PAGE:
Angel Thunder 2015 - US Air Force Pararescue

USAF PJ sets up communications with inbound USAF HH-60s and USN MH-60s, the helicopters will be hoisting the PJs and patients out of the forest and shuttling them to a casualty collection point.
During Angel Thunder 2015, I spent a full day at Camp Navajo, an Army National Guard facility just outside of Flagstaff, AZ. Camp Navajo was used for a large 'mass casualty evacuation' exercise featuring multinational and multi-agency rescue crews, including Pararescuemen from the US Air Force.

Montana Army National Guard CH-47s landing in the rain at
Camp Navajo to pick up the PJs and their equipment to shuttle
them into the exercise area.

The scenario for this exercise was humanitarian assistance after a flood in a fictitious country.

Local area fire, police, and sheriff officials participated, as well as Civil Air Patrol, acting as local first responders overwhelmed by the sheer scale of wounded and isolated people, they called for international assistance. USAF Pararescue responded, with the help of Montana Army National Guard CH-47s shuttling the PJs and their equipment to a nearby LZ, the PJs split up once on the ground - some staying at the LZ to set up a treatment area and casualty collection point, the rest moving into the flood affected areas to triage and evacuate the wounded.

PJs prepare to load their vehicles and equipment into the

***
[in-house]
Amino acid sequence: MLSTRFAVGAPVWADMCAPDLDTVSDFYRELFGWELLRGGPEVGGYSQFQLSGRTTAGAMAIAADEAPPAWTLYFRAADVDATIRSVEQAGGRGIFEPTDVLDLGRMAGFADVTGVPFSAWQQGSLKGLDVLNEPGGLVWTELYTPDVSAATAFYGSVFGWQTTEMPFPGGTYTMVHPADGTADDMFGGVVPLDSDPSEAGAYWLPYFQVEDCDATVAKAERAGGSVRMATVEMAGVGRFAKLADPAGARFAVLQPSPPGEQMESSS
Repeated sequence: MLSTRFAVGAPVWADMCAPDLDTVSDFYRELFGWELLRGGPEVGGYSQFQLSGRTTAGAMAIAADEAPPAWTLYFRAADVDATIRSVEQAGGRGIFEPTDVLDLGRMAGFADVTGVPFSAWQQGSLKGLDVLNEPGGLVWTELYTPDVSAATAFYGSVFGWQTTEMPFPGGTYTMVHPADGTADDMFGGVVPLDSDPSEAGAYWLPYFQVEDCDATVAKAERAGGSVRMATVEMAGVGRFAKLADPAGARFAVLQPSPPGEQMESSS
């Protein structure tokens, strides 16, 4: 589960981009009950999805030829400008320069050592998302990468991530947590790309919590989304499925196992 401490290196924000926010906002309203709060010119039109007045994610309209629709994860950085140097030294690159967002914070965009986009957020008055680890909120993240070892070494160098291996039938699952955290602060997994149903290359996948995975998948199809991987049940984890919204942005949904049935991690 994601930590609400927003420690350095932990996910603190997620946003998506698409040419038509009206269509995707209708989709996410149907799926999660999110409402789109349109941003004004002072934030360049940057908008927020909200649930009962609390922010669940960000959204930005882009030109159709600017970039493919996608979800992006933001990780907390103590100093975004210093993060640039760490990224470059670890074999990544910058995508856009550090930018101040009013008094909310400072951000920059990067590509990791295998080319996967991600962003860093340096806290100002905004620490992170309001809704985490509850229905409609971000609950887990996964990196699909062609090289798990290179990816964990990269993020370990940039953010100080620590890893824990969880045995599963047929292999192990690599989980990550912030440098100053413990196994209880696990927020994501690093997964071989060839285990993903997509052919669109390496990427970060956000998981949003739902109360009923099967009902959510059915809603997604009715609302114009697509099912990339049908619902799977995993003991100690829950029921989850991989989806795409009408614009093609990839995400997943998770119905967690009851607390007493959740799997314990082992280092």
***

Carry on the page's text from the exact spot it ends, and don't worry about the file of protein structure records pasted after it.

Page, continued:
waiting CH-47s.

The PJs faced with triage and evacuation, after a thorough search of the area for additional wounded, assisted local fire department paramedics in triaging, prioritizing, and treating the wounded while setting up communications with US Air Force and US Navy helicopters that would be coming in to hoist out the wounded and bring them to the other set up PJs at the casualty collection point.
A PJ based at Davis Monthan AFB in
Tucson, AZ. begins treating the

As the PJs busy with triage and evacuation
went about their mission, the PJs at the casualty collection point coordinated with a multinational contingent of helicopters that would be landing at the LZ. This set of helicopters would be transferring patients to a nearby airport where another multinational contingent of Aeromedical Evacuation squadrons were standing by with C-130 and C-17 aircraft.

The scenario lasted all day, as hoisting 75 individuals out of the forest by helicopter in 3's and 4's is no quick process. Multiple challenges would pop up for every exercise participant, some planned, some just organically occurring, which is to be expected in such a large and complex operation with so many moving parts.

I started the day with enormous respect for the Air Force PJs, but that respect just continued to grow all day long as I watched them work. It was truly humbling to observe and have the opportunity to photograph and interact with the PJs throughout the day, and all throughout Angel Thunder 2015.

From a photography standpoint, it was a beautiful 60 degree day with dynamic skies and changing light, so it could not have been better. I was lucky enough to have fairly unrestricted access to anything and anywhere in the exercise area, something not super common if you photograph military operations often, so it was great being able to shoot wherever and however I wanted.

USAF HH-60 departs the casualty collection point to conduct another hoist.

USAF HH-60 holds hover above a team of PJs while preparing to hoist patients.

USAF HH-60 hoisting up a PJ and patient.



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